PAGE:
IAAF president Sebastian Coe came under renewed scrutiny over his involvement in the controversial award of the 2021 world championships to Eugene following leaked emails Tuesday.
The American city of Eugene was awarded hosting rights in April without a bidding process, much to the surprise of the Swedish city of Gothenburg, which was at the time preparing for a bid presentation in November 2016.
Eugene is situated in Oregon, the state closely associated with sportswear brand Nike. Coe is a Nike ambassador and is paid a retaining fee, but has denied the allegations and insisted all of his interests are a matter of public record.
The emails, which suggested Coe lobbied then-head of world athletics Lamine Diack to award the hosting rights to Eugene, have raised questions over a possible conflict of interest given Coe’s links to both Nike and the IAAF.
“I did not lobby anyone on behalf of the Eugene 2021 bid,” said Coe. “After their narrow defeat for the 2019 world championships I encouraged them to re-enter another bidding cycle as they had a strong bid.
“All my interests were, and continue to be, fully declared to the IAAF Ethics Committee and listed at the House of Lords.”
Coe has maintained he always thought there would be a bidding process until Diack told the Council there were political and financial considerations for Eugene that may not be present again. The IAAF Council subsequently voted in secret 23-1, with one abstention, to award the event to Eugene.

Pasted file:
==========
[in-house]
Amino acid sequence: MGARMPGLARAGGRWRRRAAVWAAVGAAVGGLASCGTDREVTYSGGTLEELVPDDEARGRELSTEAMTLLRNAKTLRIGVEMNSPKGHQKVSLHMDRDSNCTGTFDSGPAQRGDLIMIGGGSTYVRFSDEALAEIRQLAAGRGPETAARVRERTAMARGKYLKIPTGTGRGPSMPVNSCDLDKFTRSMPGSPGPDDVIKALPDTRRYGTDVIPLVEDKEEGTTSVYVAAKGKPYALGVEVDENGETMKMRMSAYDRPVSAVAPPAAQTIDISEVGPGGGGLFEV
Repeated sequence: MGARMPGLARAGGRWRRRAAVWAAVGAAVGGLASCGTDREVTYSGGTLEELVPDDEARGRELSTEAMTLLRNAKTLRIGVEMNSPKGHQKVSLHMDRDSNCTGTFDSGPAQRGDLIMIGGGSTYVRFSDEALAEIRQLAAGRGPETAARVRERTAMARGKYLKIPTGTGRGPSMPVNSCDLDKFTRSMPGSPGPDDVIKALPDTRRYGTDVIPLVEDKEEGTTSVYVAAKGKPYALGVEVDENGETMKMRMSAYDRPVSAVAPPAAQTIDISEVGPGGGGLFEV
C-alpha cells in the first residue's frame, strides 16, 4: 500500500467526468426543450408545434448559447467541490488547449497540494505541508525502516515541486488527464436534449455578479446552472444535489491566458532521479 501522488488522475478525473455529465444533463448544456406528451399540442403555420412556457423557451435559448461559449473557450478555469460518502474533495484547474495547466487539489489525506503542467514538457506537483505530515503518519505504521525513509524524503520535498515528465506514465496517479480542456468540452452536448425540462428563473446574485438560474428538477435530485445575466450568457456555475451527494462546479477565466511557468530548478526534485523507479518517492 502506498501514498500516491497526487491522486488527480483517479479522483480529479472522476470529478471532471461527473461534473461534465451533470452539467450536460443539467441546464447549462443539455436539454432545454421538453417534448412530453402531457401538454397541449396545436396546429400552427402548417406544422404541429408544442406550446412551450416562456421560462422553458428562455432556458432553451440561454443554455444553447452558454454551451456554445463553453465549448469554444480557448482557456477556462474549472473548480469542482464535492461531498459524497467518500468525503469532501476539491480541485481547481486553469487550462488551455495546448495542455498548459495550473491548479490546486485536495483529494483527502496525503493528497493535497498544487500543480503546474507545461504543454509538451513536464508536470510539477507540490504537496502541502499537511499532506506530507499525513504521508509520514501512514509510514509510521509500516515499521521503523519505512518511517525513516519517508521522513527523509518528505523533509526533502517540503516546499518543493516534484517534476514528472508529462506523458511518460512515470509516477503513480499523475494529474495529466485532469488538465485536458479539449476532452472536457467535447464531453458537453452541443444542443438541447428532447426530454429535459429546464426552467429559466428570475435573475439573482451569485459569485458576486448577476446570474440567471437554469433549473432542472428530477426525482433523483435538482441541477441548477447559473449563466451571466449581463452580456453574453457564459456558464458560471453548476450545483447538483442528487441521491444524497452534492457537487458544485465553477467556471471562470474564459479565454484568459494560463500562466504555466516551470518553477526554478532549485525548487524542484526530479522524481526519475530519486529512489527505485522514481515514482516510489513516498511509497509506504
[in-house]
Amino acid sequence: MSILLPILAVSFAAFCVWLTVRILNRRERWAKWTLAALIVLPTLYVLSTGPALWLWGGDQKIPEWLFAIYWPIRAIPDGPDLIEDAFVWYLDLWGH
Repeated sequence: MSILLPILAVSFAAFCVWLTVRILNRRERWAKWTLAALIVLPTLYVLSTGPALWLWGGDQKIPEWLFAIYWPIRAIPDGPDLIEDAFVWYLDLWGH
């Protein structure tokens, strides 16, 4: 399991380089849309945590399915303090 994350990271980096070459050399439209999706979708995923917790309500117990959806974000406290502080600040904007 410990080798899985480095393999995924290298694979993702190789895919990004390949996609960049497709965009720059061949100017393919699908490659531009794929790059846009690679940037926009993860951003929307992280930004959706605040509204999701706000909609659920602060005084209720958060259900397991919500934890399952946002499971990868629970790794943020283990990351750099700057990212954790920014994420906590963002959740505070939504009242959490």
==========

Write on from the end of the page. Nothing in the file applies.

However, the leader of Gothenburg’s bid and the former head of Interpol, Bjorn Eriksson, has since called for a full investigation and Coe’s role in the eventual decision.
“The idea we don’t even get the chance to deliver an offer, we don’t get the chance to be judged. That makes me still furious,” he said.
“It smells and it has to be investigated. That’s for the sport, for everybody involved.”
Diack, who stepped down from his role in August and was almost immediately placed under a criminal investigation for corruption and money laundering, defended the decision taken by the IAAF Council: “Blame it on an old president on the eve of his departure who wanted to take this opportunity to give this opportunity to the United States.”
Elsewhere, Coe is due to appear before the UK Parliament’s culture, media and sport select committee next week over the revelations that UK Sport contributed £63,000 of public money toward his IAAF presidential campaign, and now his Nike links.